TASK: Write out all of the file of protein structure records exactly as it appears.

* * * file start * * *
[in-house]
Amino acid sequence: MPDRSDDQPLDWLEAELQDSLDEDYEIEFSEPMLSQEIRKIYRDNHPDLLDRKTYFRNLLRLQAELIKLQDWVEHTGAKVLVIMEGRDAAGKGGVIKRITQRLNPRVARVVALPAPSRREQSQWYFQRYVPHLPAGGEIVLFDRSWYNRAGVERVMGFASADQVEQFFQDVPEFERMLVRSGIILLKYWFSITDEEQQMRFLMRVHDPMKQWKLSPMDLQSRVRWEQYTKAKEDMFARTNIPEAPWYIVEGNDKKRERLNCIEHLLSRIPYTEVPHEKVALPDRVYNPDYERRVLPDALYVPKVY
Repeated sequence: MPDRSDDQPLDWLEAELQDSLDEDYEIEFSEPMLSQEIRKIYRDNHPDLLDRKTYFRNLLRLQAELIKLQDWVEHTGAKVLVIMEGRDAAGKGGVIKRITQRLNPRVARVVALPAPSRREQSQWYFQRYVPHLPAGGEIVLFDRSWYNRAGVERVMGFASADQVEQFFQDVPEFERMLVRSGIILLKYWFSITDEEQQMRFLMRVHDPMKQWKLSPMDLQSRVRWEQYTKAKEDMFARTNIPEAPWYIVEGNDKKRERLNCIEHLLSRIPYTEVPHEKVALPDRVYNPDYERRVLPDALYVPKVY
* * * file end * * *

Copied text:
[in-house]
Amino acid sequence: MPDRSDDQPLDWLEAELQDSLDEDYEIEFSEPMLSQEIRKIYRDNHPDLLDRKTYFRNLLRLQAELIKLQDWVEHTGAKVLVIMEGRDAAGKGGVIKRITQRLNPRVARVVALPAPSRREQSQWYFQRYVPHLPAGGEIVLFDRSWYNRAGVERVMGFASADQVEQFFQDVPEFERMLVRSGIILLKYWFSITDEEQQMRFLMRVHDPMKQWKLSPMDLQSRVRWEQYTKAKEDMFARTNIPEAPWYIVEGNDKKRERLNCIEHLLSRIPYTEVPHEKVALPDRVYNPDYERRVLPDALYVPKVY
Repeated sequence: MPDRSDDQPLDWLEAELQDSLDEDYEIEFSEPMLSQEIRKIYRDNHPDLLDRKTYFRNLLRLQAELIKLQDWVEHTGAKVLVIMEGRDAAGKGGVIKRITQRLNPRVARVVALPAPSRREQSQWYFQRYVPHLPAGGEIVLFDRSWYNRAGVERVMGFASADQVEQFFQDVPEFERMLVRSGIILLKYWFSITDEEQQMRFLMRVHDPMKQWKLSPMDLQSRVRWEQYTKAKEDMFARTNIPEAPWYIVEGNDKKRERLNCIEHLLSRIPYTEVPHEKVALPDRVYNPDYERRVLPDALYVPKVY